Tell us about your main character’s psyche or personality. What led her (or him) to be the person s/he is today?
Jaycee is a smart, spunky girl. But she’s also decidedly “uncool” in the middle-school social scene. So she has all of the typical middle-school drama, crushes and wanting friends, but she’s been pushed to the side so often that she’s become a little timid. You know, she doesn’t want to be just like the “in crowd” because she’s fine with who she is, but she also does everything she can to avoid drawing attention to herself. She has a crush on a popular kid, but she’s too self-conscious to actually do anything about it.
Describe your protagonist as a mash-up of three famous people or characters.
Oh wow. Well, I’ve compared her to Katniss in The Hunger Games before because I really like Katniss’s fighting spirit. That’s something Jaycee has, although she doesn’t know it yet. Add that to Taylor Swift, a young woman who really knows who she is and doesn’t really try to change herself to suit other people, especially guys. And then mix in a little Trixie Belden, a tomboy who has an adventurous side and a knack for solving problems. Yeah, I think that’s a good combo.
If you could host a mystery-author dinner party, who are the six writers (living or otherwise) you’d include?
Only six? Well, definitely Agatha Christie because she was my first love as a reader of mysteries. Mary Higgins Clark, because she scared me silly as a teenager, and I loved every minute of it. Plus she was such a hoot during her interview at Bouchercon; I bet she’s got awesome stories. Hank Phillippi Ryan because she’s another wonderful writer who can really grab me with a story as well as just a charming, funny person. I’ve talked to the Mysteristas’ own Susan Boyer in person and through Twitter, and I bet she is a great person to have at a party. I think Jane Austen would be an interesting dinner guest. She was such a maverick, writing at a time when that was something that ladies just did not do and her humor in books such as Pride and Prejudice, and her observations of people, is fantastic and spot on. What’s that, five? My sixth would be the only man, C.S. Lewis. I adored the Chronicles of Narnia, and his observations of people and writing have always struck me as very poignant and true–and I bet he was a great conversationalist.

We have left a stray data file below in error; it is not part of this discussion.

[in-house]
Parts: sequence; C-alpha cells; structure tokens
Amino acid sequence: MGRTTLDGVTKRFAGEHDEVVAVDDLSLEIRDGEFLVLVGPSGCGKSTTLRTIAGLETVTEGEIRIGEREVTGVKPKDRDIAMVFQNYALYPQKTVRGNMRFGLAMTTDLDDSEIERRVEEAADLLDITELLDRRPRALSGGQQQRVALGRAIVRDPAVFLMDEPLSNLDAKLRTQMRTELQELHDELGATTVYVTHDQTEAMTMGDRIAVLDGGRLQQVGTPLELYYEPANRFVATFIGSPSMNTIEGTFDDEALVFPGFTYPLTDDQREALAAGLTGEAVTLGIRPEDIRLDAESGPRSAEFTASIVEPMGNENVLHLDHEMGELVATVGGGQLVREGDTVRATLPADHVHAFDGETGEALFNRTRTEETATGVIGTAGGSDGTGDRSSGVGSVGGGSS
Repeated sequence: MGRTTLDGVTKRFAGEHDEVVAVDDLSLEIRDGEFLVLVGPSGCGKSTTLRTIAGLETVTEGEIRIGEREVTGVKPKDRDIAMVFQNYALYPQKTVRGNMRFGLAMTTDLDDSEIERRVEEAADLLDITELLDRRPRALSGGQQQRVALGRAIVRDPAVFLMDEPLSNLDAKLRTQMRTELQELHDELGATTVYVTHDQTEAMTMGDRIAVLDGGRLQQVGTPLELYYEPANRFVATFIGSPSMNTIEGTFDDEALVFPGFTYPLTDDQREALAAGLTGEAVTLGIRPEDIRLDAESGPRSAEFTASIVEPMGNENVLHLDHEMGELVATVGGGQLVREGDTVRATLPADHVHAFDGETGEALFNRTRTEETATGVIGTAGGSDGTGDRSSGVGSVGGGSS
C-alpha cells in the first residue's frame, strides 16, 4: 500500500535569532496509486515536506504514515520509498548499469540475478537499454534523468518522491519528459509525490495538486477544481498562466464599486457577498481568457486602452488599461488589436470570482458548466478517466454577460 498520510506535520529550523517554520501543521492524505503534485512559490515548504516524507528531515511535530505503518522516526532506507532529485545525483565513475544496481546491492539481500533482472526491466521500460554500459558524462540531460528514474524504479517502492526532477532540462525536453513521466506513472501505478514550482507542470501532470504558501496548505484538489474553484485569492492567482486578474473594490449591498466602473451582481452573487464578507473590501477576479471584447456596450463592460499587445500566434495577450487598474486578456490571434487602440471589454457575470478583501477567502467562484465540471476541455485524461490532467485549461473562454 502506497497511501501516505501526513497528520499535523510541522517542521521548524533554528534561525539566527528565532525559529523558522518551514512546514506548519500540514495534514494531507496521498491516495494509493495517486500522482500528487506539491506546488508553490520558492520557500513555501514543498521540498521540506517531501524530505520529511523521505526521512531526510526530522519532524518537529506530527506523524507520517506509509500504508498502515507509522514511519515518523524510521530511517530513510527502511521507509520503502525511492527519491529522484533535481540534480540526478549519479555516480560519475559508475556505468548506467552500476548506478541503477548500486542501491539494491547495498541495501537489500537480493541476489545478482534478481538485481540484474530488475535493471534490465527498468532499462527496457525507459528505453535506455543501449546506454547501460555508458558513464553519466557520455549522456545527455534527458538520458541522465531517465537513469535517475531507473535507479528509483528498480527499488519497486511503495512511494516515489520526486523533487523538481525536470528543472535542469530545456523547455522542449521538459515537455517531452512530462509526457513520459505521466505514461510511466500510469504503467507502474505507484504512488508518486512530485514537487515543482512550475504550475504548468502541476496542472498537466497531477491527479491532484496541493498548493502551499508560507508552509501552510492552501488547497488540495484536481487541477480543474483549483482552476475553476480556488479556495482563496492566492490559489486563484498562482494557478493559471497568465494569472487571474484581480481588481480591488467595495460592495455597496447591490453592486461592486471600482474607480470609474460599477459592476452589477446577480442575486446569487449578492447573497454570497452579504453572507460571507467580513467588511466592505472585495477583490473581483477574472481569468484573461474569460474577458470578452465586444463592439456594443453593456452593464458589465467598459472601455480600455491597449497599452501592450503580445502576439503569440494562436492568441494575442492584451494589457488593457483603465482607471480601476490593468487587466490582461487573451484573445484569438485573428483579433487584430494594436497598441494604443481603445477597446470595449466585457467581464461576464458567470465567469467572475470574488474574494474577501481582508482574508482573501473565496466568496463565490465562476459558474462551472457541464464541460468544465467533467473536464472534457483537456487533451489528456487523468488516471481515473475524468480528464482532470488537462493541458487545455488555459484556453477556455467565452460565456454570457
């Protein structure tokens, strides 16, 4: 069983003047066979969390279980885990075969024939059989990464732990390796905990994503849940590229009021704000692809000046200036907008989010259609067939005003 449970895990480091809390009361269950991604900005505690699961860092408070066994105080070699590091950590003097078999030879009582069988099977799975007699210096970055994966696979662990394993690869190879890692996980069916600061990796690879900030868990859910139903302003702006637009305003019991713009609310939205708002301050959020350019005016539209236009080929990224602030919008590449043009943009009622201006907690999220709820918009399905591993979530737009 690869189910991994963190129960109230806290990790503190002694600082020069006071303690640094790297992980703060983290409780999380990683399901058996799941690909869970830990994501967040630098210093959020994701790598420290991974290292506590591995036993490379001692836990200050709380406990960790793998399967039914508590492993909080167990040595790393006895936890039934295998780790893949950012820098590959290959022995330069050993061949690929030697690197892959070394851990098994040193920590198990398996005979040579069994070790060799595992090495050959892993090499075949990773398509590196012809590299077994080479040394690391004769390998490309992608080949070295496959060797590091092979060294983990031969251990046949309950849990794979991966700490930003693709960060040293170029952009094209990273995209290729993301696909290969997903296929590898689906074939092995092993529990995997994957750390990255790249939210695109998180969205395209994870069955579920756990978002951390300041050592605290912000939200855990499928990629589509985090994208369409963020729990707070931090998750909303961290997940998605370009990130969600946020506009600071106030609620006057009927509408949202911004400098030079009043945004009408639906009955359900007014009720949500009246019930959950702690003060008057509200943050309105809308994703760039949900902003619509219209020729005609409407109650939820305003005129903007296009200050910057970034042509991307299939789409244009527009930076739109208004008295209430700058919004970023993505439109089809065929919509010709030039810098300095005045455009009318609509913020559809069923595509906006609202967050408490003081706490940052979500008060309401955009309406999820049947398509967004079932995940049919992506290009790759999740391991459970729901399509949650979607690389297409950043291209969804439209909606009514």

What’s next for you?
Well, my publisher has requested the manuscript for the next book in the Hero’s Sword series, so I’ll be returning to Mallory. The vision is for possibly twelve books total, so it’s a good thing I like it there! Then I have a short story being published in a crime fiction anthology being put out by my local chapter of Sisters in Crime; that comes out at the end of 2013. I’ve got a couple other short police procedural stories I’m shopping around. If I can’t find a traditional publisher, I might self-publish those, not sure. And i’m working on a Nero Wolfe/Rex Stout-inspired novella that I plan to enter in the Black Orchid Novella contest in May 2013.
Thanks so much for having me, Mysteristas! This was fun!
A software technical writer during the day, Mary Sutton has been making her living with words for over a decade. She writes the Hero’s Sword middle-grade fantasy series as M.E. Sutton. She also writes crime fiction under the name Liz Milliron.